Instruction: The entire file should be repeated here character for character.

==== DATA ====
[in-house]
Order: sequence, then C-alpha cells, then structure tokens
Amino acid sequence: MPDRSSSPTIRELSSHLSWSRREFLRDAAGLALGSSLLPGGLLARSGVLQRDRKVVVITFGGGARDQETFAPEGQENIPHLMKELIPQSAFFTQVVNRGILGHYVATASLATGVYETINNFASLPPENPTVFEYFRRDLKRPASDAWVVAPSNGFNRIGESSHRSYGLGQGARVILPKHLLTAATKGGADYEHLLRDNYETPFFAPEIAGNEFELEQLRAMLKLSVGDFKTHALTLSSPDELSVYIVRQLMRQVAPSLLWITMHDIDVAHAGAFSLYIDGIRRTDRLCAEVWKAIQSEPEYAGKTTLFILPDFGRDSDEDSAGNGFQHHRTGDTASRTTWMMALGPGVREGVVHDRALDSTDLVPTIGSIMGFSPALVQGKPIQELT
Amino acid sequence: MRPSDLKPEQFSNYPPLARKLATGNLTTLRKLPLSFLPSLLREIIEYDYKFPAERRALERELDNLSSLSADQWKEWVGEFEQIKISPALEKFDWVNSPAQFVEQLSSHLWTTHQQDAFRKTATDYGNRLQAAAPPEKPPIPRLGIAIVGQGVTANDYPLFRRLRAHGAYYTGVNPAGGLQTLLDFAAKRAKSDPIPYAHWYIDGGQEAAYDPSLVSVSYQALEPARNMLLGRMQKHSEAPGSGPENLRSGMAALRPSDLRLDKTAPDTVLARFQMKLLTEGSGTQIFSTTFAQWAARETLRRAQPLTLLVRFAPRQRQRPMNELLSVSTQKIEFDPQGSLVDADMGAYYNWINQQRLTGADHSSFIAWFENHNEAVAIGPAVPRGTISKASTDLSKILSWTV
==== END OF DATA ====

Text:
[in-house]
Order: sequence, then C-alpha cells, then structure tokens
Amino acid sequence: MPDRSSSPTIRELSSHLSWSRREFLRDAAGLALGSSLLPGGLLARSGVLQRDRKVVVITFGGGARDQETFAPEGQENIPHLMKELIPQSAFFTQVVNRGILGHYVATASLATGVYETINNFASLPPENPTVFEYFRRDLKRPASDAWVVAPSNGFNRIGESSHRSYGLGQGARVILPKHLLTAATKGGADYEHLLRDNYETPFFAPEIAGNEFELEQLRAMLKLSVGDFKTHALTLSSPDELSVYIVRQLMRQVAPSLLWITMHDIDVAHAGAFSLYIDGIRRTDRLCAEVWKAIQSEPEYAGKTTLFILPDFGRDSDEDSAGNGFQHHRTGDTASRTTWMMALGPGVREGVVHDRALDSTDLVPTIGSIMGFSPALVQGKPIQELT
Amino acid sequence: MRPSDLKPEQFSNYPPLARKLATGNLTTLRKLPLSFLPSLLREIIEYDYKFPAERRALERELDNLSSLSADQWKEWVGEFEQIKISPALEKFDWVNSPAQFVEQLSSHLWTTHQQDAFRKTATDYGNRLQAAAPPEKPPIPRLGIAIVGQGVTANDYPLFRRLRAHGAYYTGVNPAGGLQTLLDFAAKRAKSDPIPYAHWYIDGGQEAAYDPSLVSVSYQALEPARNMLLGRMQKHSEAPGSGPENLRSGMAALRPSDLRLDKTAPDTVLARFQMKLLTEGSGTQIFSTTFAQWAARETLRRAQPLTLLVRFAPRQRQRPMNELLSVSTQKIEFDPQGSLVDADMGAYYNWINQQRLTGADHSSFIAWFENHNEAVAIGPAVPRGTISKASTDLSKILSWTV